We’ve really been negligent. We haven’t gotten the word out.
But, it’s not like you haven’t heard. At least, not if you’re in Dallas and you have a pulse. It’s gotten a LOT of buzz. And for once, it’s deserved.
All of which is to say, we’ve become irregular regulars at the Meddlesome Moth. It could well be our favorite restaurant and watering hole. 40 beers on tap is a start. Moreover, they proudly declare, “If you’ve seen an ad for a beer, the chances are pretty good we don’t have it.” The beers are eclectic and excellent.
The layout and decor is off-beat, slightly funky and it really makes a statement. A slick, clean and elegant statement. A large stained glass triptych from original Dallas Hard Rock Cafe depicts Elvis, Chuck Berry, and Jerry Lee Lewis. It’s delightful, and sets the stage. There is more art all around the restaurant and bar area, both highbrow and low. Mike’s personal favorites are the lovingly made reproductions of ads from the 1960’s Dallas Morning News for various gentleman’s entertainment facilities that are in the mens restroom. Mike never saw Chris Colt, or her fabulous 45’s, but she was the stuff of fevered imaginings for many Dallas area adolescent males. She looks so wholesome in the pictures.
The chef, Chad Kelley, has put together a wonderful menu. We haven’t worked our way through it yet, but we are very fond of the Thai mussels, the Veal Sweetbreads, the shrimp and jalapeño grits, the Lamb pot pie, the lamb skewers and…. oh, we’ve enjoyed everything we’ve had.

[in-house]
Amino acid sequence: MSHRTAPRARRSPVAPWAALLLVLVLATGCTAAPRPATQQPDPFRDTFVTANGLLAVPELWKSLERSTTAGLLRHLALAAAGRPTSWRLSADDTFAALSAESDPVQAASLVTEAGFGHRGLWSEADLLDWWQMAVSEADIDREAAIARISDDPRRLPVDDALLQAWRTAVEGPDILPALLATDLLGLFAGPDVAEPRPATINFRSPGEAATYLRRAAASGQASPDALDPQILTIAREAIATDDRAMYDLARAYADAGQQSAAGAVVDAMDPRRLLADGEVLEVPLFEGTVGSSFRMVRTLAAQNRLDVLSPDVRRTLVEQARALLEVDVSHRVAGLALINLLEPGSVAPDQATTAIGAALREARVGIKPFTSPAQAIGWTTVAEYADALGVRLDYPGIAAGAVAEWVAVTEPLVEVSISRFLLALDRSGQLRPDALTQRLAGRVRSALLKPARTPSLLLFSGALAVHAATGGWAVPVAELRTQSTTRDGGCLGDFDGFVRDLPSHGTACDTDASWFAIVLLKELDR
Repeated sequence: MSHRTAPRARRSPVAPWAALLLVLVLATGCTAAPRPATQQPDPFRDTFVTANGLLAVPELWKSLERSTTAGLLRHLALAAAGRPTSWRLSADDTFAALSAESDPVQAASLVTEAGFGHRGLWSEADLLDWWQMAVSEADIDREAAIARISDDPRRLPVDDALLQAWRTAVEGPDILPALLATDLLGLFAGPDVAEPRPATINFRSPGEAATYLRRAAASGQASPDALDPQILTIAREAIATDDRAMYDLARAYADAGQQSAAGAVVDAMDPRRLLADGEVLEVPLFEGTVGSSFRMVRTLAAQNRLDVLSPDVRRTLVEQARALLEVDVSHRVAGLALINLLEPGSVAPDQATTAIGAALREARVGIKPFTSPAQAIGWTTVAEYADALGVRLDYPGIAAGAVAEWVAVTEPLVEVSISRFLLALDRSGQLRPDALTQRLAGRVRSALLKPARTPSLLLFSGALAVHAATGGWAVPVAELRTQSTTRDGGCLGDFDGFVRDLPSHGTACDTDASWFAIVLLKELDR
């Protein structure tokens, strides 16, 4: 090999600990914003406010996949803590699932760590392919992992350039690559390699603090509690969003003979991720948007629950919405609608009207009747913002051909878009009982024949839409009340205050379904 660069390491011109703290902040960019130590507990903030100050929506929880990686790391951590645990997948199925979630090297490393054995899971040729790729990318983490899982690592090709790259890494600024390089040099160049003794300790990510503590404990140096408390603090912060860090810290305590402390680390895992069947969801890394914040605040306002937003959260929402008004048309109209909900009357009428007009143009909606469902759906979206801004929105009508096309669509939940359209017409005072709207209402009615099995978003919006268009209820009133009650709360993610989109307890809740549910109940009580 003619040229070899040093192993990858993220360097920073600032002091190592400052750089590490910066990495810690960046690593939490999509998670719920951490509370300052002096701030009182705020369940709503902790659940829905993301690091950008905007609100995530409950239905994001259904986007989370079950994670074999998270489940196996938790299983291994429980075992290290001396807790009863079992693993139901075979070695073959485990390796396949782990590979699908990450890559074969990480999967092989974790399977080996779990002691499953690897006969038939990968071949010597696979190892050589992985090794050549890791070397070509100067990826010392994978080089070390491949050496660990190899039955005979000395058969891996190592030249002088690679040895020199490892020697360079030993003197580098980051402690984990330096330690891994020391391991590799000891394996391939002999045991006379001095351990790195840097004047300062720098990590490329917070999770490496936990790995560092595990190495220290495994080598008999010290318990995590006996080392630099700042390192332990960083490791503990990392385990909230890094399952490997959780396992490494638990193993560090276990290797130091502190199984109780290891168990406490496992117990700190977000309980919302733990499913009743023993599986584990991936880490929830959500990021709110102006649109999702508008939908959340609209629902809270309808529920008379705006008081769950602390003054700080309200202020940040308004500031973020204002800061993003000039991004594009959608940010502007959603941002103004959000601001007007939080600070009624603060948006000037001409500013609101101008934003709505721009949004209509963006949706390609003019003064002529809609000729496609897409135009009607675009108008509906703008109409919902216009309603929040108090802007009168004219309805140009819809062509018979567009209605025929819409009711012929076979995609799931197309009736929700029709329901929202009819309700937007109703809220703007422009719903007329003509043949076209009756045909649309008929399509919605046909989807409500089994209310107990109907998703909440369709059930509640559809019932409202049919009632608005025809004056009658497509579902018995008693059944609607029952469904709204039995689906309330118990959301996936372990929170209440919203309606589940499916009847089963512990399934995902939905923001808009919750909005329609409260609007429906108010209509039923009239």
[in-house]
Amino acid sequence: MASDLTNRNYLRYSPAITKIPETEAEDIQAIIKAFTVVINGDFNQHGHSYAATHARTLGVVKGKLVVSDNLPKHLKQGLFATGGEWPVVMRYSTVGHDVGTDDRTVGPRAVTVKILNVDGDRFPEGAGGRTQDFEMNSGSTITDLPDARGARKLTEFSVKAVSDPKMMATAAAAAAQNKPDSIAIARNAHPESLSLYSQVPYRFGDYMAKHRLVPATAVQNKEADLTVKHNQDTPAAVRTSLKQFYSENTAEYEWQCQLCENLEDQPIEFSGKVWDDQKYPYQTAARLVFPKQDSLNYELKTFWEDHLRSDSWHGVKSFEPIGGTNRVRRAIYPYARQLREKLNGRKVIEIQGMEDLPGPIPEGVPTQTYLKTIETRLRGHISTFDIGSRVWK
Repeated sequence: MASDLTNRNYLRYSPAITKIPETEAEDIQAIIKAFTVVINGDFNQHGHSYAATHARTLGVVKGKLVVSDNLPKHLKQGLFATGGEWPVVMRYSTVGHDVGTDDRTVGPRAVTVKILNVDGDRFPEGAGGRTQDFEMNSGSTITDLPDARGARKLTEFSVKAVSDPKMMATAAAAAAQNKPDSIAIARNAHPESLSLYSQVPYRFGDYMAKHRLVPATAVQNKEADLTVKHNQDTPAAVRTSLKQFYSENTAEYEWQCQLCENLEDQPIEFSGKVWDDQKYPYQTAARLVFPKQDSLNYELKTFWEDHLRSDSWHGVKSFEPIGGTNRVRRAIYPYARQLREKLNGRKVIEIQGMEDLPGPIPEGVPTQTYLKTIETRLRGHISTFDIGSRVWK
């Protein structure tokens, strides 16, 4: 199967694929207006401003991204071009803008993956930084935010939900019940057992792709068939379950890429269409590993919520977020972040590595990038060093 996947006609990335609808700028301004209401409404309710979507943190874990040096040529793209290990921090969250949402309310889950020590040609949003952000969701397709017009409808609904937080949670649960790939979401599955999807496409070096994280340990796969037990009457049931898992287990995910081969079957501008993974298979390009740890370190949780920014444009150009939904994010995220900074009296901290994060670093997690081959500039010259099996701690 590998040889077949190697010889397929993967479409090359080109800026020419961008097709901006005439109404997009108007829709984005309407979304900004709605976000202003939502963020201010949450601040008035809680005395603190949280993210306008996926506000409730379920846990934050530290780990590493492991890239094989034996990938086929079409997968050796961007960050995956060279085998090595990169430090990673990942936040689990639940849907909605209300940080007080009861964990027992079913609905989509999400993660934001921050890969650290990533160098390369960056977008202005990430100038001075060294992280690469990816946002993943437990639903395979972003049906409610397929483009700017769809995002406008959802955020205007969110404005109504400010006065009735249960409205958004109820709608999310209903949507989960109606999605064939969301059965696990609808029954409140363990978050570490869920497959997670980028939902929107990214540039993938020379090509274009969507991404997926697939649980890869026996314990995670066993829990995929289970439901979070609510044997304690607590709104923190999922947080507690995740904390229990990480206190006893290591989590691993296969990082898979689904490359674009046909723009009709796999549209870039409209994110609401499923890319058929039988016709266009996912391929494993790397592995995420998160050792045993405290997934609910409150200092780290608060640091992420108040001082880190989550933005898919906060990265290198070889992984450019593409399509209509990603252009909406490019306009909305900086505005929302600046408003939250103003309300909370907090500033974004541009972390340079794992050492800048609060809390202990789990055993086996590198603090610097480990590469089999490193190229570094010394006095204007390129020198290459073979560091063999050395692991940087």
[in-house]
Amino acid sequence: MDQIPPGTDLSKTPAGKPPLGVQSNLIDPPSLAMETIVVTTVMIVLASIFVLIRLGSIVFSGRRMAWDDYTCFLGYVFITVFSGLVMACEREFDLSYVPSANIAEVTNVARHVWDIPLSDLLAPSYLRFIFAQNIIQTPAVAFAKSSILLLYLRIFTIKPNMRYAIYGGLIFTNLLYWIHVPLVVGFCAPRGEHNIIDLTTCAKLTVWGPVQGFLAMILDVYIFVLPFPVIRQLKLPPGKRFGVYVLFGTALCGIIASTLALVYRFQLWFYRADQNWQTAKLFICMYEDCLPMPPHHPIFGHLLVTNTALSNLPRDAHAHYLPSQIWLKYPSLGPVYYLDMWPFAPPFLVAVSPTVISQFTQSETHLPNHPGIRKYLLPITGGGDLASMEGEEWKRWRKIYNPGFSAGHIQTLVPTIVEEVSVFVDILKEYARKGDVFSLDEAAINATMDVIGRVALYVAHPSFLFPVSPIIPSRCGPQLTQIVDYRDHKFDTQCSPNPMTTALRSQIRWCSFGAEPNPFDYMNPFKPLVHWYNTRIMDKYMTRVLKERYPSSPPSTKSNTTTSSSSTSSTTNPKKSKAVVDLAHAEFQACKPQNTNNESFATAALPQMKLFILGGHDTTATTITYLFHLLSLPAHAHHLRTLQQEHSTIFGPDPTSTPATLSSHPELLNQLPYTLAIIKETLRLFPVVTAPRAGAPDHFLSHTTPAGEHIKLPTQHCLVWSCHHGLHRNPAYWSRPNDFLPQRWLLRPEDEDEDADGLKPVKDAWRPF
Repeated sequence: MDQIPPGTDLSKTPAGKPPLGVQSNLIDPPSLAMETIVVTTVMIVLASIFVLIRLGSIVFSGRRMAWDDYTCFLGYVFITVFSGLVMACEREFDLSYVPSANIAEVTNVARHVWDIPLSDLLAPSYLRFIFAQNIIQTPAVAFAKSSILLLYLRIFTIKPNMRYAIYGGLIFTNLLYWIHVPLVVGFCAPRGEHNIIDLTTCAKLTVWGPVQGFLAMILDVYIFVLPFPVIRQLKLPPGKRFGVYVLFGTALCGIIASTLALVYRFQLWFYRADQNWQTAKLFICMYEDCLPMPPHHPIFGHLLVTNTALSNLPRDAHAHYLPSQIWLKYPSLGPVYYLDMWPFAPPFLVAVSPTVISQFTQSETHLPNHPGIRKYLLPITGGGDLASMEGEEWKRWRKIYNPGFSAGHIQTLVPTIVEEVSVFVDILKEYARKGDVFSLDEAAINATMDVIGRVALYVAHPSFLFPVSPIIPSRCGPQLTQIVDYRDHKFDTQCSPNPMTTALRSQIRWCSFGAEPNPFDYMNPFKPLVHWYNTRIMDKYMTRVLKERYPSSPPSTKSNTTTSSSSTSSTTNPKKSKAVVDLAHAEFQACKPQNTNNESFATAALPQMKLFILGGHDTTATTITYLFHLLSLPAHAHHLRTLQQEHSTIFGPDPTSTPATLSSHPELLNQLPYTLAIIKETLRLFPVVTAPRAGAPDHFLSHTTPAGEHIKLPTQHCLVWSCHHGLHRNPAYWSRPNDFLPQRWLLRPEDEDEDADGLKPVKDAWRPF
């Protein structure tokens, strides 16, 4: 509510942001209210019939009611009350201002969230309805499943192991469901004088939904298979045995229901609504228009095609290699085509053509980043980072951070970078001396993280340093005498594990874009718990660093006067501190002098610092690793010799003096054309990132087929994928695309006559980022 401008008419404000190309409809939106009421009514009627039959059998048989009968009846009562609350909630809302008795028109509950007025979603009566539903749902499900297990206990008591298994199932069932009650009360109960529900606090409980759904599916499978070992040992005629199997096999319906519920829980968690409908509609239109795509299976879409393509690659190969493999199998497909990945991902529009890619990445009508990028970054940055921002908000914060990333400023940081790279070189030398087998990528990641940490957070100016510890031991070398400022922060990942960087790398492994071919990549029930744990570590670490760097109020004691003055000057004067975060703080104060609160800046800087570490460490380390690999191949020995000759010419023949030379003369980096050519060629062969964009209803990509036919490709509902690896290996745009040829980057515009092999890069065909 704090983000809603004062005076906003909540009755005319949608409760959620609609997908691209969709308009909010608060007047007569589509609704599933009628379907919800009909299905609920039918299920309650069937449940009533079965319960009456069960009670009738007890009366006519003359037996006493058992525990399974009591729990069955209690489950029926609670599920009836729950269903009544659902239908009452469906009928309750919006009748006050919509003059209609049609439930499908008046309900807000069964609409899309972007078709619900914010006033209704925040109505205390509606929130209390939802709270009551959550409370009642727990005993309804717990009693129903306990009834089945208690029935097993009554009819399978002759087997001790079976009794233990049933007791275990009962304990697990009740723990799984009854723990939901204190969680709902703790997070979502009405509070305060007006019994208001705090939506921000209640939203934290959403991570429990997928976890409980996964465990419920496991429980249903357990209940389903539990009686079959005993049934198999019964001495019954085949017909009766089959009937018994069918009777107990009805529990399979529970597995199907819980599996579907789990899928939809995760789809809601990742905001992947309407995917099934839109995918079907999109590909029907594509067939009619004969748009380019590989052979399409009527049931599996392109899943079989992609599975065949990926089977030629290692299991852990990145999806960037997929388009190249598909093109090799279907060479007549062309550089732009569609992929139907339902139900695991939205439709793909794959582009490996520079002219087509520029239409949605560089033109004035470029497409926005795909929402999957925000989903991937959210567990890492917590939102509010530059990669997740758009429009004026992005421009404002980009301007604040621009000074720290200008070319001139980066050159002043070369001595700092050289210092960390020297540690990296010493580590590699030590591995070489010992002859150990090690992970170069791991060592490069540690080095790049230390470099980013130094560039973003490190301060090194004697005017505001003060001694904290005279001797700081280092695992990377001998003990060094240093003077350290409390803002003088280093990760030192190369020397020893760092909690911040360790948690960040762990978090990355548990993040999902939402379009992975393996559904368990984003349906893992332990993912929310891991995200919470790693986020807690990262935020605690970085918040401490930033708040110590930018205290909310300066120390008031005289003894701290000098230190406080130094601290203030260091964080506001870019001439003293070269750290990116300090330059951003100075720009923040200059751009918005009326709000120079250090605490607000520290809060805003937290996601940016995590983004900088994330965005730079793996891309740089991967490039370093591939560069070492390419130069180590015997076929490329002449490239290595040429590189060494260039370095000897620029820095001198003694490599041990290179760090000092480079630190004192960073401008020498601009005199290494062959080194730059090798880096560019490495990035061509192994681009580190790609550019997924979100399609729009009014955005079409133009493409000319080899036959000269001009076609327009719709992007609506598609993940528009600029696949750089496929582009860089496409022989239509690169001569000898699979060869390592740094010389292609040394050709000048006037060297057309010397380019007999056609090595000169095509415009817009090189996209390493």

But a real high spot is the special dinners they put on. Most recently we went to a dinner they put together with Brasserie D’Achouffe, the brewers of La Chouffe beers. The founder of Brasserie D’Achouffe, Chris Bauweraerts, spoke.
Before the four course dinner started, they made sure everyone had a glass of Houblon Chouffe, a strong Belgian Pale Ale, to get us in the mood. The ale was slightly cloudy, a light yellow/golden color, and it had a nice citrusy sort of bite. As with many Belgian ales, the lighter colored beers are higher in alcohol than the darker ones.
Then the four course dinner began. We started with Dungeness Crab Cakes with a Creole Remoulade, and a salad of spring greens. The crab cake was delightful, full of delectable crab meat. The Remoulade was nice, but Mike thought its spiciness overwhelmed the crab cake, though Beth (who is usually not big on spices) thought it was great. This was served with La Chouffe Strong Pale Ale, which was an excellent pairing. The hops were a little more forward than with many Belgian ales, but the balance between the malt, the hops, and the citrusy notes was just fine!
The second course was a Roast Pork Shoulder, Ras El Hanout, Pomegranate and Fresh Pasta served with McChouffe. McChouffe is Chris’ homage to a Scottish friend and is a Belgian spin on a Scottish ale. It is a strong dark ale, and it was Mike and Beth’s favorite beer of the night. The Pork shoulder was tender and delightful. Ras El Hanout is a popular Arabic blend of spices. Literally it means “top of the shop” and is a blend of the best a spice vendor has to offer. As is common, this one contained cinnamon, clove and coriander plus other tastes we couldn’t quite identify. The pomegranate seeds provided a tart, and crunchy, accent that was really delightful. We’d never thought of cooking with pomegranate seeds, and we’re filing that away for future reference The dark beer really balanced the Ras El Hanout spices for a wonderful combination. The pasta was a bit thicker, and thus tougher, than most fresh pastas. Still, it tasted wonderful, especially with the roast pork drippings on it.